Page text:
I like a fresh box of crayons that still have the pointy tips. It drives me nuts when the kids peel the wrapper off and you can’t see what colour the crayon is until you scratch it across some scrap paper. Is it blue? Is it purple? I can’t tell! And when the new crayons get spilled out onto the table and jammed back in the box in a haphazard way, my lip curls and my nose wrinkles. I bite my tongue because I know they’re just crayons after all. But still – I’d rather have a brand new box.
I suppose you could say I like things a certain way. In fact, I struggle with seeing the value in some things if they aren’t as I would like them to be.
The other day one of the kids found a brand new box of crayons and carefully opened it up to reveal all the beautiful colours inside. She carefully made her selection and began to create something all her own on a clean sheet of white paper.
For a few days, the crayon box stayed intact. Each one was returned to its “spot” and everything was wonderful. The kids spent hours drawing pictures and writing lists and showing each other what they made. As their enthusiasm grew, their care diminished and it wasn’t long before things in the box started to look a bit disorganized and overfull. A few crayons stuck out of the top like soldiers and the little boxes that kept the crayons from falling over were bulging with a mix of greens and purples, reds and blues, oranges, pinks and earthen tones.
A few crayons rolled onto the floor and got stepped on. One or two snapped in the hands of eager artists. A few more were worn down, “sharpened” and then worn down again from use. Because it had become more difficult to find the exact color they were looking for, someone dumped the entire box on the table and left it there, revealing the broken ones that been shoved down into the bottom of the box.
As I walked past the crayon mess, something struck me: the broken crayons were right in there with the others, ready to make something beautiful.
Broken crayons still colour.
Things don’t have to be perfect to be wonderful.
I’m finding this to be a recurrent lesson in my life. Rarely do things turn out perfectly, but aren’t they still so beautiful? In a different way, yes. But still incredible to behold.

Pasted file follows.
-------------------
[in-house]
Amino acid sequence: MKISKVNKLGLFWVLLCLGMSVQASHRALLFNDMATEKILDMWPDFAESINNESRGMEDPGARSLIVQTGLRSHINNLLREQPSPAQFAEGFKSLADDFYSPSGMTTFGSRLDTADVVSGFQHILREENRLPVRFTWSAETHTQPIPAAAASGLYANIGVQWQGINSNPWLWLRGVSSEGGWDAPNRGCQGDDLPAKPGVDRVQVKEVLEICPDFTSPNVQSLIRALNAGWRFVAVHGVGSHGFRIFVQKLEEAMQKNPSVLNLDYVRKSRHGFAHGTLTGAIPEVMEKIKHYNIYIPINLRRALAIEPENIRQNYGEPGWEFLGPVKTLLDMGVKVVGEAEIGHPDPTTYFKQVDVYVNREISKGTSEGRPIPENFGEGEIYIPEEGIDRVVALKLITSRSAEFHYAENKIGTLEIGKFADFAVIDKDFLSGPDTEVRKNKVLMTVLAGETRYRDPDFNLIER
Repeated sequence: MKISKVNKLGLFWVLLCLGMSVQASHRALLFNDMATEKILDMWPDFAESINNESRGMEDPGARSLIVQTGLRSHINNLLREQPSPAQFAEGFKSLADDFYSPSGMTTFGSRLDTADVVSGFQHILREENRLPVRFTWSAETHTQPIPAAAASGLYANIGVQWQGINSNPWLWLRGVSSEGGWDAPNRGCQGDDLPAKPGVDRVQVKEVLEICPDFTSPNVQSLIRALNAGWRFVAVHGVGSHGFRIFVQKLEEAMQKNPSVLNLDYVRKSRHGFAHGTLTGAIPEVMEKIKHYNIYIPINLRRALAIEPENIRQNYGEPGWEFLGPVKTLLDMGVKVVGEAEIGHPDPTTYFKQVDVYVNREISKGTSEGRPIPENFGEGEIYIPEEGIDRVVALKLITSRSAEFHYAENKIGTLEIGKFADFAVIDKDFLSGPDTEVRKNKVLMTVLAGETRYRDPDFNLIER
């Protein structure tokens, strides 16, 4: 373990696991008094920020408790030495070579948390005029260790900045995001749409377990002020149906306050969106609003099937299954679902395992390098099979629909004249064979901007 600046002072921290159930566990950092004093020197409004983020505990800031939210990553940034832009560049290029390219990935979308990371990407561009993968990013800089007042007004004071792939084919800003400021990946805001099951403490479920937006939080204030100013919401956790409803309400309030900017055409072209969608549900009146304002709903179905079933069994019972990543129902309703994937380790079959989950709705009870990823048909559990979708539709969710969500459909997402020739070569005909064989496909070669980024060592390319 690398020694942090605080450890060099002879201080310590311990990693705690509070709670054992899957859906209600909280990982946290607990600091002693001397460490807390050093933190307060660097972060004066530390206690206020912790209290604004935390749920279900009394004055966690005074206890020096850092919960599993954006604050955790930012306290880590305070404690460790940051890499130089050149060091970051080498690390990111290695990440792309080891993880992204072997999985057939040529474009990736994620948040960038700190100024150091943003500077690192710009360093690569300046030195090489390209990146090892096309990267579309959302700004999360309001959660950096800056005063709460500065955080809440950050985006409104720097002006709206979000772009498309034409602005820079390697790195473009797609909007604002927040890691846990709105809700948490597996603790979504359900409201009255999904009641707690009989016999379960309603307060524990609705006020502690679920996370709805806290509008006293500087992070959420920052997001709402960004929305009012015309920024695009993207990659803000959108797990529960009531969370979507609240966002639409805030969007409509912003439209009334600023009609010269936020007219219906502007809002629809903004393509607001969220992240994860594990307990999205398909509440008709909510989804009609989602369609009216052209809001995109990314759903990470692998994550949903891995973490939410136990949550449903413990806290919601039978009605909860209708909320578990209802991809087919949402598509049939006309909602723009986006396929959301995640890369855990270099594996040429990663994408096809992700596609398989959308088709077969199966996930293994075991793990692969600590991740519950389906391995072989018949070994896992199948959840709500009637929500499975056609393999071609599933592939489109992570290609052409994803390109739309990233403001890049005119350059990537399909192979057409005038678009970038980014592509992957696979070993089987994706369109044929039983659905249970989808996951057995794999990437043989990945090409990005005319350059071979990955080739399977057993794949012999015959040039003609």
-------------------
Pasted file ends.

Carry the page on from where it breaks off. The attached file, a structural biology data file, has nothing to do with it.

Perhaps your life looks different that you hoped. Maybe your original plans have shifted thanks to circumstances or choices, whether yours or someone else’s. There’s so much grief and disappointment to be processed as we live in the middle of imperfection, but it only makes me hunger for Jesus more. He is so beautiful! He is so perfect. He never fails and He always tenderly lifts us out of the mire. Because of Him, there is always something incredible happening that we could never have expected or predicted.
I am constantly amazed at how He redeems the broken things. He gives me beauty for ashes, joy takes the place of mourning, praise instead of despair. I can see it happening in my own life, and the lives of those around me. It’s breathtaking.
The broken things are beautiful reminders that God will not waste a single thing in my life. I am in hands of the One who created the universe, and He is using these broken things, along with the things that are whole, to reveal His incomparable beauty. He is so gentle, so kind, so patient and loving.
When He begins a good work in us, He is faithful to finish that work in us our whole lives long, every part redeemed for His glory.
“I thank my God every time I remember you. In all my prayers for all of you, I always pray with joy because of your partnership in the gospel from the first day until now, being confident of this, that he who began a good work in you will carry it on to completion until the day of Christ Jesus.” (Philippians 1:6 NIV)
Lord, help me not to discard the broken, viewing it as useless and without purpose. Help me to rest in Your arms, knowing that even the broken things show me more of who You are. You are the Redeemer and the Restorer of my soul. Thank You Jesus!